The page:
Orient Star Retro-Future Bicycle Watch

Orient's Triple and Double Movement Watches

that contain two (or more) movements can turn out rather funky. And Orient, as
a brand never shy of going funky, definitely had made a few attempts at
producing such watches, with varying degrees of success.



beast that started the trend was the 2004 "Mecha-Trenics", and a
beast it was! That was a 50mm-wide case, housing no less than three independent
mechanical calibers "55", a fairly small movement primarily used for
women's watches.

implementation of the movements was rather curious, though that was probably
mandated by the crowdedness of the dial. You had one movement driving the
"1st time zone", a dub-dial with a full set of hour,
minute, and second hand. Another movement drove the "2nd time
zone" with the hour and minute hands; and the third one moved only an hour
hand, representing a "3rd zone". All three zones had their
own date display though…

"Tre" in the name indicated the trio of movements, by the way – it had
nothing to do with (elec)tronics, as the watch was indeed purely mechanical.

models were produced, each a limited edition of 999 pieces: Reference WV0011NT
had a black dial, while ref. WV0021NT had a white dial.


and Smart" Dual

much of the 2010s, Orient pushed forward with their "Stylish and
Smart" line, an eclectic collection of watches that featured a modern,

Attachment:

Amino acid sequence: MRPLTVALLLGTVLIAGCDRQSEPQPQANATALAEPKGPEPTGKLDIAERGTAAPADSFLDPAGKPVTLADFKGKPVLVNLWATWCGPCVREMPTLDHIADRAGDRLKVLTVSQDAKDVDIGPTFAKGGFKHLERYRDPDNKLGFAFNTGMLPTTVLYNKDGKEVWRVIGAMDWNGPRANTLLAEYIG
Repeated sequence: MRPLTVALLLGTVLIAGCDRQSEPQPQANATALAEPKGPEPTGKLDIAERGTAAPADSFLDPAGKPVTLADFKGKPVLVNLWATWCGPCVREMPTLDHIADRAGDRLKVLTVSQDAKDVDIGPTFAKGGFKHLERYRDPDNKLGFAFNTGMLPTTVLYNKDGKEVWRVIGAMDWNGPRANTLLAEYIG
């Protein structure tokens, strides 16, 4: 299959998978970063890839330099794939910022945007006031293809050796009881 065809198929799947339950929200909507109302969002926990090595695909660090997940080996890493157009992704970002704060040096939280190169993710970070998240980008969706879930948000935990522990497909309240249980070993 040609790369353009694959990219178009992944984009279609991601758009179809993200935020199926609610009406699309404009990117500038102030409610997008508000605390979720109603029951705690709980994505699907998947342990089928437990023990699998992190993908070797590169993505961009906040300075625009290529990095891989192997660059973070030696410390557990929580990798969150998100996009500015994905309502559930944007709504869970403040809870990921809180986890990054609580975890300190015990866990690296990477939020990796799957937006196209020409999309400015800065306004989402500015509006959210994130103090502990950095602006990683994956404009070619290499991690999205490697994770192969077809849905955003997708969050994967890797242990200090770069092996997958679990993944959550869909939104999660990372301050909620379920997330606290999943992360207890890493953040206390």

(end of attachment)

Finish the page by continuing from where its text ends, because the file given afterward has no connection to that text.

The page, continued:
mostly young and fun kind of styling that avoided conventional time-telling
designs. It was there where in 2012 the company introduced its new
"Dual" concept.

Dual watches combined an automatic movement along with a quartz movement to show
two time zones. The first two releases, ref. WV0011XC and WV0021XC, were
constructed using rectangular cases, measuring 31mm across and 49.5mm long
(fairly big for a lugless design). The automatic caliber presented time
digitally, using rotating discs, at the top – and the quartz running normal
hands in a lower sub-dial.

2013 Orient presented the "Dual II", this time in a round 43mm case.
Four models were produced in different colors. It's fair to say that the Dual
II was a much better design, and these are some pretty cool watches.

note that Orient being Orient, they would not just settle for squeezing two
movements and two dials into one reasonably sized case; they also added an
internal rotating "calendar" bezel – the kind where you align the weekdays
and dates at the beginning of a month to enjoy a daily calendar for the rest of
the month.



historical review of Orient oddball creations would be complete without an even
more oddball creation coming in from leftfield, would it? enter Moussy.

is a Japanese women's fashion brand. Orient started cooperating with Moussy in
2013, when it launched a bunch of quartz watches – including some dual-movement

style of dual watches consisted of a couple of small cases lined up together on
a strap. A few references in different color combinations were presented, and
they actually seem to have been very nice and wearable items.

other type of dual Moussy watches was the real deal: a 50mm satellite-dish of a
case, providing plenty of room for a couple of quartz movements to show the
time on fairly legible sub-dials; legible, if it weren't for the cartoon dial,
that is.

this, more or less, is it. Today Orient is not producing any new dual (or
triple) movement watches.

were taken from official Orient advertising, except the photo of the two
mecha-trenics versions, taken from Watch Tanaka blog.